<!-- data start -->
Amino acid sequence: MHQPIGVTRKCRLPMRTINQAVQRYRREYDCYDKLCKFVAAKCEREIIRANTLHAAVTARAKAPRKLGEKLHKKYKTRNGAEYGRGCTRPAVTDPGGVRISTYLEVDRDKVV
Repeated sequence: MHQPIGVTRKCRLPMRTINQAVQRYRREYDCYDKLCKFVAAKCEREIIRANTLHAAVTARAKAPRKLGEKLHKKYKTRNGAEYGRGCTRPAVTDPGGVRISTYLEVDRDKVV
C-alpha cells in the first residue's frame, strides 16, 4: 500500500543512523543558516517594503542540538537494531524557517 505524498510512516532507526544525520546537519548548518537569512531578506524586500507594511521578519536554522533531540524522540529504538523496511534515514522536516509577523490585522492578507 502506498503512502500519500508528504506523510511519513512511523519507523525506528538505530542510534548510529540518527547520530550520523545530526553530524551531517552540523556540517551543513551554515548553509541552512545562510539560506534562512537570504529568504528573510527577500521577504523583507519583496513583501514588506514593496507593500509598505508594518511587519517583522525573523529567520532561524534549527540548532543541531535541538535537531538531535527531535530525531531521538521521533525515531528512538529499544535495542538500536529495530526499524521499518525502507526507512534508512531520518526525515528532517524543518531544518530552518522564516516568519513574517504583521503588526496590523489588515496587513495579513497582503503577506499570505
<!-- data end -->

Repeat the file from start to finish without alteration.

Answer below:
Amino acid sequence: MHQPIGVTRKCRLPMRTINQAVQRYRREYDCYDKLCKFVAAKCEREIIRANTLHAAVTARAKAPRKLGEKLHKKYKTRNGAEYGRGCTRPAVTDPGGVRISTYLEVDRDKVV
Repeated sequence: MHQPIGVTRKCRLPMRTINQAVQRYRREYDCYDKLCKFVAAKCEREIIRANTLHAAVTARAKAPRKLGEKLHKKYKTRNGAEYGRGCTRPAVTDPGGVRISTYLEVDRDKVV
C-alpha cells in the first residue's frame, strides 16, 4: 500500500543512523543558516517594503542540538537494531524557517 505524498510512516532507526544525520546537519548548518537569512531578506524586500507594511521578519536554522533531540524522540529504538523496511534515514522536516509577523490585522492578507 502506498503512502500519500508528504506523510511519513512511523519507523525506528538505530542510534548510529540518527547520530550520523545530526553530524551531517552540523556540517551543513551554515548553509541552512545562510539560506534562512537570504529568504528573510527577500521577504523583507519583496513583501514588506514593496507593500509598505508594518511587519517583522525573523529567520532561524534549527540548532543541531535541538535537531538531535527531535530525531531521538521521533525515531528512538529499544535495542538500536529495530526499524521499518525502507526507512534508512531520518526525515528532517524543518531544518530552518522564516516568519513574517504583521503588526496590523489588515496587513495579513497582503503577506499570505